Dinosaurs were potentially killed off by more than just one asteroid

The newly discovered Nadir crater beneath the North Atlantic Ocean may have contributed to the dinosaurs' extinction, hitting Earth alongside Chicxulub.

Published Aug 19, 2022 4:32 AM CDT   |   Updated Sun, Sep 11 2022 10:25 AM CDT
1 minute & 30 seconds read time

A study on the newly discovered crater titled "The Nadir Crater offshore West Africa: A candidate Cretaceous-Paleogene impact structure" has been published in the journal Science Advances.

Dinosaurs were potentially killed off by more than just one asteroid 01 | TweakTown.com

Researchers from the University of Arizona have discovered an impact crater at the bottom of the North Atlantic Ocean, which indicates additional asteroids may have struck the Earth during the extinction event that marked the end of the dinosaurs. Named the Nadir Crater, it is thought to have been created by an asteroid striking Earth around the same time as when the Chicxulub asteroid impacted Earth off the coast of what is now Yucatan, Mexico, causing the Cretaceous-Paleogene extinction event.

The Nadir Crater was found buried beneath up to 1,300 feet (396 meters) of seabed roughly 250 miles (402 kilometers) off the coast of Guinea, West Africa, and spans over 5 miles (8 kilometers) in diameter. The crater was found using scientific instruments that can see deep into Earth, and if confirmed, the crater will be added to the list of fewer than 20 confirmed impact craters in the ocean on Earth.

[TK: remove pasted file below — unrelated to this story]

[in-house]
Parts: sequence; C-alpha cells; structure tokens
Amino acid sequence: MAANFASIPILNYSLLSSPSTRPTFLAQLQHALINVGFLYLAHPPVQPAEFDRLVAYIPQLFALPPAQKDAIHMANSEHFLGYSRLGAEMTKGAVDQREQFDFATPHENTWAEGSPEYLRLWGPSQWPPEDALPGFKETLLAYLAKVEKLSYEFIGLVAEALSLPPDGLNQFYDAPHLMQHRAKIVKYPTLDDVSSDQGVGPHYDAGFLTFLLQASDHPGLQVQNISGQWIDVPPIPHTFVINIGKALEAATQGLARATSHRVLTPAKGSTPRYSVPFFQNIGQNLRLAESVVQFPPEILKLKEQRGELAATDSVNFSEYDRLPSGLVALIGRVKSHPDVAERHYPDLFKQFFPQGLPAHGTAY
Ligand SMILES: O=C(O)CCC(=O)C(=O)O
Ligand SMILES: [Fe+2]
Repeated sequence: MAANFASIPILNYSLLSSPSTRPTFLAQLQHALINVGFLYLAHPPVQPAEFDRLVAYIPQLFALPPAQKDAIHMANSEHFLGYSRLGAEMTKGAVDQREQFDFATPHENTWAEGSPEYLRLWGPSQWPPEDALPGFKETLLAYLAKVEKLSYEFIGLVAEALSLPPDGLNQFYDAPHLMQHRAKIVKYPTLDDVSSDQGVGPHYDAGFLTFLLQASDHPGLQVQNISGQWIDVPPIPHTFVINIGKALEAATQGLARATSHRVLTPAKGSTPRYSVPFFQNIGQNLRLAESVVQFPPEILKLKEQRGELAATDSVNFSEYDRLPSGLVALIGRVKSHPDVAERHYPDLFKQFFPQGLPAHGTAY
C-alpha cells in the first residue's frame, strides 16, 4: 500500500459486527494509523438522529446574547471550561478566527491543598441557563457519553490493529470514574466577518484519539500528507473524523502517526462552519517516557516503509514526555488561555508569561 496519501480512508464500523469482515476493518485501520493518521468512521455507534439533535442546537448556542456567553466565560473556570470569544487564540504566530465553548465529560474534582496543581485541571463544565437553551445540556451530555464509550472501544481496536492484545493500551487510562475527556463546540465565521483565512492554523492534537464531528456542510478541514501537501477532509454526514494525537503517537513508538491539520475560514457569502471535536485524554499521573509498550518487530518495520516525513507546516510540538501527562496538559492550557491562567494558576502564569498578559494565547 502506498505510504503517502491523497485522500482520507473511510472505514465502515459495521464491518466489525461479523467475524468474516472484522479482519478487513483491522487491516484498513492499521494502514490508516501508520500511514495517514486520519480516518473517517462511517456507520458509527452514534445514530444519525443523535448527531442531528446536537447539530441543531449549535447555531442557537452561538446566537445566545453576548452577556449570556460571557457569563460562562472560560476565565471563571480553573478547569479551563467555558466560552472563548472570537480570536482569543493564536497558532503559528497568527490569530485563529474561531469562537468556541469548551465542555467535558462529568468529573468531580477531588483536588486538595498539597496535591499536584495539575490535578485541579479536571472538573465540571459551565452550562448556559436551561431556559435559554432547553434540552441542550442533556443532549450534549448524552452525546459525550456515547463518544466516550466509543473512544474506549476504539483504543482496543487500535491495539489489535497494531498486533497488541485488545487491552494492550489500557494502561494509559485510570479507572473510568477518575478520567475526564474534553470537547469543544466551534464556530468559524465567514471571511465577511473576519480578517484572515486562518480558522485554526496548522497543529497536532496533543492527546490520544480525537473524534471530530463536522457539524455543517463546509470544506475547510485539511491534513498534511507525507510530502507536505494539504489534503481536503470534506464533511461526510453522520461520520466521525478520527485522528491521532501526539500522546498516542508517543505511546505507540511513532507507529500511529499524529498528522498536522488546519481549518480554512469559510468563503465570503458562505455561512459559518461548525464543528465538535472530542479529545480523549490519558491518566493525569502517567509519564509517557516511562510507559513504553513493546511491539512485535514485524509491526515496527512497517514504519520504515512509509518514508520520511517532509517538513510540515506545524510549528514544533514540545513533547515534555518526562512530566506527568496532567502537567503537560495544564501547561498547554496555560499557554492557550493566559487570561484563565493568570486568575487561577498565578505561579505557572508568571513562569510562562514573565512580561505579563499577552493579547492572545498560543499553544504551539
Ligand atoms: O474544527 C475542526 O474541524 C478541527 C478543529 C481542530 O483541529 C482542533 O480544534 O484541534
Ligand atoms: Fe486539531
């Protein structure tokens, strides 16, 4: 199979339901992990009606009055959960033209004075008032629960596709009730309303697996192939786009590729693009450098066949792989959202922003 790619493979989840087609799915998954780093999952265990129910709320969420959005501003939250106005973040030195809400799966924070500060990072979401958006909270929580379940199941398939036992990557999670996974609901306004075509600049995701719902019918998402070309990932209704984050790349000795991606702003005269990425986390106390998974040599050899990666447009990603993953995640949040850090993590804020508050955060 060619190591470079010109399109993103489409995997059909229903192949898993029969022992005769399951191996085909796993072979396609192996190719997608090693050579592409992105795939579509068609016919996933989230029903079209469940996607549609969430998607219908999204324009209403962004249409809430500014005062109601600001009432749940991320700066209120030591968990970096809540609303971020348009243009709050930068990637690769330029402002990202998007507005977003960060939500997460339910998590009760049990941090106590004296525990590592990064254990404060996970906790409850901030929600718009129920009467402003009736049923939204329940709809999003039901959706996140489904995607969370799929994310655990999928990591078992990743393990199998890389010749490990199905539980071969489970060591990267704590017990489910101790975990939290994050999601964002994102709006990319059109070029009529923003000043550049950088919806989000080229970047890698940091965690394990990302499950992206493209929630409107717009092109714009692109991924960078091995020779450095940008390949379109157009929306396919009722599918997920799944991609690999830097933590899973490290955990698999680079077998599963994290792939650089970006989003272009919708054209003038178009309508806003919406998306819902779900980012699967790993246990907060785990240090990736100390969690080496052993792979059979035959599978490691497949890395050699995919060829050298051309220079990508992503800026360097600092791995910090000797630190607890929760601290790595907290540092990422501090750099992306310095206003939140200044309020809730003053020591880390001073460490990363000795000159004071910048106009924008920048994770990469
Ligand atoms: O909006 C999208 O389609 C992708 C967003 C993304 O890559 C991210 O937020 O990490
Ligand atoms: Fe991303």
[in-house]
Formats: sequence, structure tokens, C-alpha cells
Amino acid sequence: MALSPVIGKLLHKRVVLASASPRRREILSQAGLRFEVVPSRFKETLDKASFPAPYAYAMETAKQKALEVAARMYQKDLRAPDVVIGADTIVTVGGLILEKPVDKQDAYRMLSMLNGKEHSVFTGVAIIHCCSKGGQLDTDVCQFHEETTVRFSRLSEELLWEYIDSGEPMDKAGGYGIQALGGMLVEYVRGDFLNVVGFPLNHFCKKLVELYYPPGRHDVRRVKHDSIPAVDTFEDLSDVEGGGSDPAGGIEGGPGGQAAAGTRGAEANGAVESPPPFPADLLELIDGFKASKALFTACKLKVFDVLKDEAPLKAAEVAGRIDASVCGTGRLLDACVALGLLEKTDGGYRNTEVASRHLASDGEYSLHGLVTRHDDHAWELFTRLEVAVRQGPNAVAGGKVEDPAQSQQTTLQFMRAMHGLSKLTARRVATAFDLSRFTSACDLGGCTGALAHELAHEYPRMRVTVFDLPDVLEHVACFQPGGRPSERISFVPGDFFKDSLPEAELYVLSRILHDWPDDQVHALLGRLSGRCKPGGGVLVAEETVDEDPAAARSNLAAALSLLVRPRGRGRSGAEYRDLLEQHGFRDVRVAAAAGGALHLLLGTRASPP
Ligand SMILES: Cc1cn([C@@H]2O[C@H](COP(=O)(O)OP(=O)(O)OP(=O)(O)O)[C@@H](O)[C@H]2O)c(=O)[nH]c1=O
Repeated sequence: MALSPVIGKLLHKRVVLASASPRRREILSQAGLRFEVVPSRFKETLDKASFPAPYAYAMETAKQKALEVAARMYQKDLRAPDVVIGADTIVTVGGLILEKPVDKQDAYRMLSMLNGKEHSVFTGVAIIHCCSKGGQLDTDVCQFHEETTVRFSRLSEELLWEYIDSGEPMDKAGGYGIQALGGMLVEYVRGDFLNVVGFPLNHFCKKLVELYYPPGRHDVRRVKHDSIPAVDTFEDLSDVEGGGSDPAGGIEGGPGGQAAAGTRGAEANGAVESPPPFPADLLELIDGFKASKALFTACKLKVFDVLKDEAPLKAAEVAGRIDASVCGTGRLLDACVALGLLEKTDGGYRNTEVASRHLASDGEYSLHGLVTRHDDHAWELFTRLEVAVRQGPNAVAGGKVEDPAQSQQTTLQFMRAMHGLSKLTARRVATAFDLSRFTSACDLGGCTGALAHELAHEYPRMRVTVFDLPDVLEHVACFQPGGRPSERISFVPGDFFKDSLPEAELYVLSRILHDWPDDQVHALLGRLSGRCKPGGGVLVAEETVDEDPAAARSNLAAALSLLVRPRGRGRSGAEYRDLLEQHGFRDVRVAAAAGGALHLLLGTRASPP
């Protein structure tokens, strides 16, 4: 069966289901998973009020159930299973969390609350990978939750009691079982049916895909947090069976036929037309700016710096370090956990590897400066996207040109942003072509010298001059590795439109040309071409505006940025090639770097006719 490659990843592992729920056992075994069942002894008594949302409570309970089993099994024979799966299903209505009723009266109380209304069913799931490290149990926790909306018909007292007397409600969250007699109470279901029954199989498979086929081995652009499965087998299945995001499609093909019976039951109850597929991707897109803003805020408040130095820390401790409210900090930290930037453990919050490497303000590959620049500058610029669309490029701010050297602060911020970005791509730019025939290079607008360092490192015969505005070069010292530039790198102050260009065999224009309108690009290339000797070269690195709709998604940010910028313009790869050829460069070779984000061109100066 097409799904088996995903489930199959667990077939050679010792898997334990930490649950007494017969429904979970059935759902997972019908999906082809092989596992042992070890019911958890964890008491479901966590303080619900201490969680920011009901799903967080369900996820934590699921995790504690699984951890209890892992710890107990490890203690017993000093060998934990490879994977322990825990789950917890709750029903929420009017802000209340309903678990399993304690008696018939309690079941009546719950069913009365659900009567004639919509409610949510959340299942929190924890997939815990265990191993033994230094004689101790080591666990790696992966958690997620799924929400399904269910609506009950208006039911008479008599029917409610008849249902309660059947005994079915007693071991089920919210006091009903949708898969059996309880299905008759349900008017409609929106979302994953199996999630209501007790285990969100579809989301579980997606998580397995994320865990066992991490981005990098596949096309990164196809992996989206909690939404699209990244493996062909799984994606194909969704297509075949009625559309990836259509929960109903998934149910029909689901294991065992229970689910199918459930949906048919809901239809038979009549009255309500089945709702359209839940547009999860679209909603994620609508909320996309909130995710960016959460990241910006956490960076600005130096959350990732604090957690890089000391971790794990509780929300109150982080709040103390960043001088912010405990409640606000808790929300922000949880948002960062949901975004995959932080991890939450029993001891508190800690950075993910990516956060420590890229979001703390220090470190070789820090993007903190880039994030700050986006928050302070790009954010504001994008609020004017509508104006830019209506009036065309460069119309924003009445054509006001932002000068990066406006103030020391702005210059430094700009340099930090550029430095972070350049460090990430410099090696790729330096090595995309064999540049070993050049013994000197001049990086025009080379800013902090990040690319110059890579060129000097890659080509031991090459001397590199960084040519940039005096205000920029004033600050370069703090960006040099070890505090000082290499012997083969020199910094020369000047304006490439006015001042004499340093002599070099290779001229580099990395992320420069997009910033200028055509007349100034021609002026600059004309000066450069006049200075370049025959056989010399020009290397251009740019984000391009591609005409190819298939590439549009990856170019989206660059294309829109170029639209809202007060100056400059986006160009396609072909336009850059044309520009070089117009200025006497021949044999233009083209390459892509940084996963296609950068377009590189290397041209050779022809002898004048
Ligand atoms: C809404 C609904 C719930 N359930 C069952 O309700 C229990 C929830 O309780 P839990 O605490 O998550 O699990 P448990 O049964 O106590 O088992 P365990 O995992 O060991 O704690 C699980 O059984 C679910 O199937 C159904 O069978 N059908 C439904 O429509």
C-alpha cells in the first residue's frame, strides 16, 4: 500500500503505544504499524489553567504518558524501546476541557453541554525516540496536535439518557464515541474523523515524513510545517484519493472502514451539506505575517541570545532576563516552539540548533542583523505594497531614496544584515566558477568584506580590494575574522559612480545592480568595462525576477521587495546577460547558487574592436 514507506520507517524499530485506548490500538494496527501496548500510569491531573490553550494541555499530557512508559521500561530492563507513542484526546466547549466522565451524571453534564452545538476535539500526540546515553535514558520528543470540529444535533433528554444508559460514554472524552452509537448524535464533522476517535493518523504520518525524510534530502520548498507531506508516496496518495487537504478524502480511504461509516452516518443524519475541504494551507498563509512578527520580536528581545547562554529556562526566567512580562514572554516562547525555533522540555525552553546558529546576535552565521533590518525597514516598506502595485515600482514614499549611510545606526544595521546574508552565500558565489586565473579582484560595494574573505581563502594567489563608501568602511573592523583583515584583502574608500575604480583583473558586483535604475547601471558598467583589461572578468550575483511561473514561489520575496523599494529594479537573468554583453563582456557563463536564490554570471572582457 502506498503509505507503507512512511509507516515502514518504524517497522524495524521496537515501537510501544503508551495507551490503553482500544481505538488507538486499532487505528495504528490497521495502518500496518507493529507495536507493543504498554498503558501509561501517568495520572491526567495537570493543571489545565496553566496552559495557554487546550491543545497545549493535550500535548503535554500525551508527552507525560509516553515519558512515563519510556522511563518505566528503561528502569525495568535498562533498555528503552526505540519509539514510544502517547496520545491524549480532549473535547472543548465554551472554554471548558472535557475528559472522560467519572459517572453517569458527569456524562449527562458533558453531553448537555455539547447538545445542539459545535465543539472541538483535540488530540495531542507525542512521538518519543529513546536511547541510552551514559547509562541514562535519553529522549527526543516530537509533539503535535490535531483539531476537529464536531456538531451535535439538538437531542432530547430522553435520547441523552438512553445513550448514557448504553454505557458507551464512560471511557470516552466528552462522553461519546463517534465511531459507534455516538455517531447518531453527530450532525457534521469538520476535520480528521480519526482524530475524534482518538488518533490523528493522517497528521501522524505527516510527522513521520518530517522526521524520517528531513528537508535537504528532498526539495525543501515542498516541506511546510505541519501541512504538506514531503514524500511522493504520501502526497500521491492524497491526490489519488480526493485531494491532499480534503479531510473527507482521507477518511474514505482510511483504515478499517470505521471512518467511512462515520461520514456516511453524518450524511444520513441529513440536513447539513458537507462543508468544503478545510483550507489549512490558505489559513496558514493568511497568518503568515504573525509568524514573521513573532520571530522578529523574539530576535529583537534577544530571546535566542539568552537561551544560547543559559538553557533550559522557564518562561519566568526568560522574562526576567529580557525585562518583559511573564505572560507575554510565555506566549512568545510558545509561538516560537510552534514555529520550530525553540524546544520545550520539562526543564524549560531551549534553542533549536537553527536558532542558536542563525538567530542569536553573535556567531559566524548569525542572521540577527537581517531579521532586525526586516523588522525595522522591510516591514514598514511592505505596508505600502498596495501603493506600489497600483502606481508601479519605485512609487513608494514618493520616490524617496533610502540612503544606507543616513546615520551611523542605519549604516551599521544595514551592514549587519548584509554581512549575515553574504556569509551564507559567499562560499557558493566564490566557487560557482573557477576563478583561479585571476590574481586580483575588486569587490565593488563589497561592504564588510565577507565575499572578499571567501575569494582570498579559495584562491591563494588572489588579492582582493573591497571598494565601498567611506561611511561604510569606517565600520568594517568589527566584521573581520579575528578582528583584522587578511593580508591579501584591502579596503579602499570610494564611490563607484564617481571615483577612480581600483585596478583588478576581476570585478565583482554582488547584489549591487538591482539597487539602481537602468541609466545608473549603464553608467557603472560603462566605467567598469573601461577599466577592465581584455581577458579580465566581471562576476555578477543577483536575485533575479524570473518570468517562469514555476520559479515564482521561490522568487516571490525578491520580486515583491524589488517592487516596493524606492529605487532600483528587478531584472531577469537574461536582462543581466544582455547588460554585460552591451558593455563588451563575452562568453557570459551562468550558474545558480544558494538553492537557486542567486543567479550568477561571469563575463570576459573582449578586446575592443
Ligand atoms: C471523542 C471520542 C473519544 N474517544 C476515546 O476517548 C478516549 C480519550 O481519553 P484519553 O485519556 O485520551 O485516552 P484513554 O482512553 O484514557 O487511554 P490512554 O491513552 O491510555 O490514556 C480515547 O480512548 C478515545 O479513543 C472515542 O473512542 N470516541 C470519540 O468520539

The asteroid that produced the crater was likely either part of a parent asteroid that broke apart or part of a swarm of asteroids from around that period. Simulations indicate that a 1,300-foot-wide asteroid produced the crater after landing in 1,600 to 2,600 feet (487.7 to 731.5 meters) of water.

"This would have generated a tsunami over 3,000 feet high, as well as an earthquake of more than magnitude 6.5. Although it is a lot smaller than the global cataclysm of the Chicxulub impact, Nadir will have contributed significantly to the local devastation. And if we have found one 'sibling' to Chicxulub, it opens the question: Are there others?" said Veronica Bray, a research scientist in the University of Arizona Lunar and Planetary Laboratory.

You can read more from the study here.

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NEWS SOURCES:phys.org, doi.org

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